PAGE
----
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Nurse program, DSHS suffer from budget issues

Services help Spokane, North Idaho children

Government budget shortfalls in Washington and Idaho have resulted in cuts to programs that protect vulnerable children.

In North Idaho, the Panhandle Health District’s Public Health Nurse Home Visiting Program will suspend its services. The district’s nurses visited homes where small children, including newborns, were at potential risk because of their parents’ lack of experience or family health and money problems. The nurses provided free education and support.

Cynthia Taggart, the district’s public information officer, said the program cost at least $25,000 out of the district’s $11.3 million budget. But grants that helped pay for it dried up, and state budget holdbacks mean “we have nothing extra – nothing,” she said.

Since 2001, nurses followed up on 800 referrals by visiting homes in five counties. The district’s nine nurses did not lose their jobs, because visiting nurse duties were only part of their jobs. Jeanne Bock, director of the district, was hopeful the program will be restored when the economy improves.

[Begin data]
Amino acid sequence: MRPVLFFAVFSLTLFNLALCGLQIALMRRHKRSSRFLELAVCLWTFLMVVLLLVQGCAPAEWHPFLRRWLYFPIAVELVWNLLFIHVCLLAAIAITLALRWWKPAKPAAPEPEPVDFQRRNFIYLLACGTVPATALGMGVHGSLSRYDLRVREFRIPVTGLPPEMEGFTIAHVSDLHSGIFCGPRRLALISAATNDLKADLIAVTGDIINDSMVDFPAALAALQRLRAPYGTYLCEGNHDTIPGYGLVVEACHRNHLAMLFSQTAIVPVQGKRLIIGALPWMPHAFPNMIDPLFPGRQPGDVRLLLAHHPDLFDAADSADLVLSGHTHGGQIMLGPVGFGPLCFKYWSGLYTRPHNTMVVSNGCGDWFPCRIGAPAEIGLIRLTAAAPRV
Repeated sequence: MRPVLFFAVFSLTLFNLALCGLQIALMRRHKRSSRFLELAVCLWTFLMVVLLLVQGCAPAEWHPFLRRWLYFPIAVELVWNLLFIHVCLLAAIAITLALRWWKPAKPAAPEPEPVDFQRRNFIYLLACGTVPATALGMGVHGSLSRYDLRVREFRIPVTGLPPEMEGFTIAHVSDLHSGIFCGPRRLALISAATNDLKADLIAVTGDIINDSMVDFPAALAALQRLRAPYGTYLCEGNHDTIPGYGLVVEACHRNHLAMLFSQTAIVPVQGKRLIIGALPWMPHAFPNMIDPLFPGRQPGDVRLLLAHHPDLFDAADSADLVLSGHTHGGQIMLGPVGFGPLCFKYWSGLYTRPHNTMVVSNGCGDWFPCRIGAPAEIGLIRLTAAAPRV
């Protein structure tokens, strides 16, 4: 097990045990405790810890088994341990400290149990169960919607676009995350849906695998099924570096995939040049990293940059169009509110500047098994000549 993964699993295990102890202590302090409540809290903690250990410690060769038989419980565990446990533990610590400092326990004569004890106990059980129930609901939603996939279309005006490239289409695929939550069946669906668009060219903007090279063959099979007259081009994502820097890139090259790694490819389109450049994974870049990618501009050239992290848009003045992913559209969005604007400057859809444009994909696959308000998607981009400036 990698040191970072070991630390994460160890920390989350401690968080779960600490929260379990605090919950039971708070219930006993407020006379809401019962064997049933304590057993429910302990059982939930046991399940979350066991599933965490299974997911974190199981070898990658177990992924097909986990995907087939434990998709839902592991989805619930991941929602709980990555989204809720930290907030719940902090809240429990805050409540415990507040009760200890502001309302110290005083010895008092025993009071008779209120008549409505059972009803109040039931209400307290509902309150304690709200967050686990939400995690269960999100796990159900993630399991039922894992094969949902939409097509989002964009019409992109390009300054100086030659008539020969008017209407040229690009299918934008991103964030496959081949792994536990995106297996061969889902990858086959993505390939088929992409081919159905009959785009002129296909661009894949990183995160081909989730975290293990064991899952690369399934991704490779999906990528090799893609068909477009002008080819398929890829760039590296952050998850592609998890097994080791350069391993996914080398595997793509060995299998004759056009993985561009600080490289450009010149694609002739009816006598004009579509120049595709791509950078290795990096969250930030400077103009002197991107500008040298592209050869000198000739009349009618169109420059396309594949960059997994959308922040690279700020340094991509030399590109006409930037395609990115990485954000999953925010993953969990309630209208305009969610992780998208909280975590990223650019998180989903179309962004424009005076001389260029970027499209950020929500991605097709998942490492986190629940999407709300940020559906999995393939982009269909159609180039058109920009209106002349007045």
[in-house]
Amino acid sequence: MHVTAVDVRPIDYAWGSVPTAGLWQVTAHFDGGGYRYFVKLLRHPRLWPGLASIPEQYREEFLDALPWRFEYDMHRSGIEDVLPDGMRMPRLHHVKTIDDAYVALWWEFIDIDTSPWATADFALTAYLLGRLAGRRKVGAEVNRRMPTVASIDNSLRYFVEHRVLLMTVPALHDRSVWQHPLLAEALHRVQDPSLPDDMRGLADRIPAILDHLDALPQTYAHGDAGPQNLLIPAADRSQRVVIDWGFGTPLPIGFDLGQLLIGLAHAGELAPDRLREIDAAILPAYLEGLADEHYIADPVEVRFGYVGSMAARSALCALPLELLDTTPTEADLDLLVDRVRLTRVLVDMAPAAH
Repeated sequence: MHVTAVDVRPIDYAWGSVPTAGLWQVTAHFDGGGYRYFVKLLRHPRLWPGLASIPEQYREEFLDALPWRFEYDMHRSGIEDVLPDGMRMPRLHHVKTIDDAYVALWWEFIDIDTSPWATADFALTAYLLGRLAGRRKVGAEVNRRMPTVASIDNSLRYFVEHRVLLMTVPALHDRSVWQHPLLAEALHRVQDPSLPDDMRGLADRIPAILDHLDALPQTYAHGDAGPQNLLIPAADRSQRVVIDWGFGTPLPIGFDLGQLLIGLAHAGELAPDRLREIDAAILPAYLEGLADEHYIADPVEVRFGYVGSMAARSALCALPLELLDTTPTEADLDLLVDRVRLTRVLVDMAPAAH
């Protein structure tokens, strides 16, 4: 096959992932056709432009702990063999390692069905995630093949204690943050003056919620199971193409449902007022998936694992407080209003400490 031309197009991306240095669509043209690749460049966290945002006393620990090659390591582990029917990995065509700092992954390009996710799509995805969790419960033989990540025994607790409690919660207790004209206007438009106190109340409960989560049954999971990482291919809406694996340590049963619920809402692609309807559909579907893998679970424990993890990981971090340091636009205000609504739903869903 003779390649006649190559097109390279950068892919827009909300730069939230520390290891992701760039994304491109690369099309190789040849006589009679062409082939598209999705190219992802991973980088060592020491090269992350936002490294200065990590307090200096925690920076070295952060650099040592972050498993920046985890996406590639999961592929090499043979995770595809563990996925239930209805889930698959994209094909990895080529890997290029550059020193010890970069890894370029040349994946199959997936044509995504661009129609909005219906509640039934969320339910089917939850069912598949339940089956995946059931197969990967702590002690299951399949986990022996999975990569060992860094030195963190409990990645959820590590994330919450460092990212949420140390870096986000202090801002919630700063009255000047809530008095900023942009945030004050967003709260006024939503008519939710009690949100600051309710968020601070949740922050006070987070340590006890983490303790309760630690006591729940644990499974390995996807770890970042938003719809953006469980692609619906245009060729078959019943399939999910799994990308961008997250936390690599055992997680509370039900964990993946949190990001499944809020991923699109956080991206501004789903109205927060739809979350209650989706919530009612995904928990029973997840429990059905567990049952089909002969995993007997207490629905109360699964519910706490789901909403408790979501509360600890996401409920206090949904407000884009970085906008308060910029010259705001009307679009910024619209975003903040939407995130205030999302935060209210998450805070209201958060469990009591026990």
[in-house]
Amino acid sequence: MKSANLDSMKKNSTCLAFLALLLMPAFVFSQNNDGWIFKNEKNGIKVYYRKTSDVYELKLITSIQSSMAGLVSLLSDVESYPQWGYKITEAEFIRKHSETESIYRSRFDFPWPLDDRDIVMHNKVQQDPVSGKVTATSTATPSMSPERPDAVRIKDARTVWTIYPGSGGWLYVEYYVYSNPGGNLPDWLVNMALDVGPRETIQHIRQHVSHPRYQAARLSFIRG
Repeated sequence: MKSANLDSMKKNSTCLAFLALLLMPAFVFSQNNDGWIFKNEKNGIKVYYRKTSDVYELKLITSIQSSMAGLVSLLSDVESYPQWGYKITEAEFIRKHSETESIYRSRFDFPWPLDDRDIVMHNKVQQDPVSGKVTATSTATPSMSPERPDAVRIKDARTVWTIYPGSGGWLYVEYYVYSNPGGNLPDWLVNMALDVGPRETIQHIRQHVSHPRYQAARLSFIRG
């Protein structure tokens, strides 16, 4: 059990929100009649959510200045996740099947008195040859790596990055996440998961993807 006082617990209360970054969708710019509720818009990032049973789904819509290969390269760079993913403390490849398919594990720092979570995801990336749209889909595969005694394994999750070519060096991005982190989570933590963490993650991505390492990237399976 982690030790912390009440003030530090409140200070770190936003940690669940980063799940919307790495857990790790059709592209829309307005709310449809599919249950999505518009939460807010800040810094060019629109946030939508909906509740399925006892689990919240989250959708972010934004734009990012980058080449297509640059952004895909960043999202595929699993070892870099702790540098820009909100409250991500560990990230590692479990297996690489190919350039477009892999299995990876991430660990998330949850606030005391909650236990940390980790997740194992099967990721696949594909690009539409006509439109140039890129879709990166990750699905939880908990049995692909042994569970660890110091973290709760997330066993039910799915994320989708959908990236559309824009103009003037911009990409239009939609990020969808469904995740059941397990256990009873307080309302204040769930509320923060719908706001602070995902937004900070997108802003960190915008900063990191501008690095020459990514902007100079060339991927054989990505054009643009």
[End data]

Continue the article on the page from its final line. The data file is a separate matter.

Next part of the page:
In Spokane, 27 temporary workers – social workers and support staff – were let go last week from the Department of Social and Health Services Children’s Administration Region 1 office. The workers had been hired, in part, to provide support for an effort to improve response time and investigation of child abuse and neglect cases.

DSHS must cut $181 million out of its budget by June 31, said John Wiley, DSHS media relations manager for Eastern Washington. Tuesday, Cheryl Stephani, DSHS Children’s Administration assistant secretary, announced she’s leaving her job. Under her leadership, 95 percent of child abuse and neglect complaints were addressed within 24 hours for children in imminent danger, according to a press release announcing her departure.

Wiley said DSHS leaders are hopeful that despite the cuts, the department will still meet improved response standards. But, he said, “We’re not sure what the impacts are going to be. Everyone has to pick up the slack.”

Rebecca Nappi can be reached at or (509) 459-5496.

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